Most people like to read Top 10 lists, and I am no exception. As the editor of Baseline, I was particularly interested in learning your top picks?the technology trends and strategies that will play a major role in your enterprise in 2011.
Almost 400 of you filled out our very extensive survey this year, and we really appreciate your input. Now we get to share your insights and predictions with the rest of our print and online readers. (See ?The Top 10 Tech Trends of 2011? )
There were some changes this year from last year?s survey. One surprising?but needed?shift was in security, which moved up from No. 7 last year to No. 1.
Actually, we were more surprised by how low security ranked last year, when many respondents told us that tight budgets would keep them from investing in security technologies in 2010. Also, many felt that the security they had in place was ?good enough.?
Then came the 2010 parade of security and privacy breaches involving a frighteningly large number of public and private organizations?including some well-known technology companies. Many IT and business leaders had a rude awakening: Clearly, their information security was not good enough.
So security jumped to the top of our 2011 list, with almost half of the survey respondents reporting that their organizations were expecting to make a significant investment in this technology next year.
Smart move! If you?re going to spend vast sums gathering, analyzing, sharing and archiving information, you?d better make an investment in keeping that information secure. If not, you may find yourself facing angry customers, employees, government agencies and other stakeholders. And don?t forget the press, who will make sure that the world finds out about any security breaches.
Another technology that moved up quite a bit this year is business intelligence: It climbed from No. 6 to the No. 2 spot. That move was not a surprise, as a growing number of business and technology executives?as well as end-users?have come to realize how essential BI is to their enterprise?s success.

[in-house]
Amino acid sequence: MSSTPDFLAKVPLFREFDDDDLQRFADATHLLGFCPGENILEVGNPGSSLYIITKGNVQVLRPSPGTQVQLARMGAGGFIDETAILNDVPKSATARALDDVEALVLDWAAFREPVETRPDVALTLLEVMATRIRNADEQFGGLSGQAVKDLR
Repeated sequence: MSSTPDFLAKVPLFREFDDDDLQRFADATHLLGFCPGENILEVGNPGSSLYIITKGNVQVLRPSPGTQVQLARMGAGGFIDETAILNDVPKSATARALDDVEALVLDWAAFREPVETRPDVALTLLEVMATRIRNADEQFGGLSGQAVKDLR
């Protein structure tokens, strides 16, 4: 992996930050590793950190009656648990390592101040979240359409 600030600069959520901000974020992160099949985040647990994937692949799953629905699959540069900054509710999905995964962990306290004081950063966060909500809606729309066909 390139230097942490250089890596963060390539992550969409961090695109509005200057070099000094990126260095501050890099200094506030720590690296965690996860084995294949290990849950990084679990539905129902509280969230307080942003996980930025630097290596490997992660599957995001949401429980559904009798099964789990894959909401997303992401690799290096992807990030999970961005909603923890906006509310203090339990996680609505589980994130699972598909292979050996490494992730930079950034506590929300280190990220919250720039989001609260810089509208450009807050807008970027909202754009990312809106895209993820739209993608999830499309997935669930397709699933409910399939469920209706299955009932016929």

Our research director, Guy Currier, believes the driver of this increased interest in BI is ?the need to corral all these new, usually disorganized information sources? such as social networking and collaboration technologies.
In another surprise, cloud computing dropped from No. 2 last year to No. 6 this year, pushed down the list by security, business intelligence, virtual desktop infrastructure (VDI), mainstream virtualization and mobility. Some of the survey respondents may have jumped to the cloud already, with either public or private cloud deployments. Others may be taking a wait-and-see attitude, hoping for clarification on the pros and cons of public, private and hybrid clouds, as well as the development of cloud standards.
Among entities that are jumping into the cloud in a big way is New York City. The city is in the final stages of a deal to unify dozens of software agreements in a cloud-based solution that will affect more than 100,000 city employees. The initiative is expected to save at least $50 million during the next five years.
Deputy Commission for IT Services Mike Bimonte had this to say about the city?s move to a software-as-a-service cloud platform: ?This will allow us to move quickly while reducing overall costs.?.
One technology area that stands out by its glaring absence in this year?s survey is green technology, which was No. 1 in the 2010 survey. It didn?t make the list at all this year, possibly because those organizations pursuing green technology made their investments this year.
Also, green has become so enmeshed in today?s hardware that it may no longer have life as a distinct IT category. Notably, 43 percent of the survey respondents said their enterprises were expecting a significant investment in hardware next year, and 37 percent plan to increase the hardware consolidation efforts. Read ?green.?
This year?s survey turned up some interesting information, and we hope that you will find our research valuable as you finalize your own 2011 technology plans.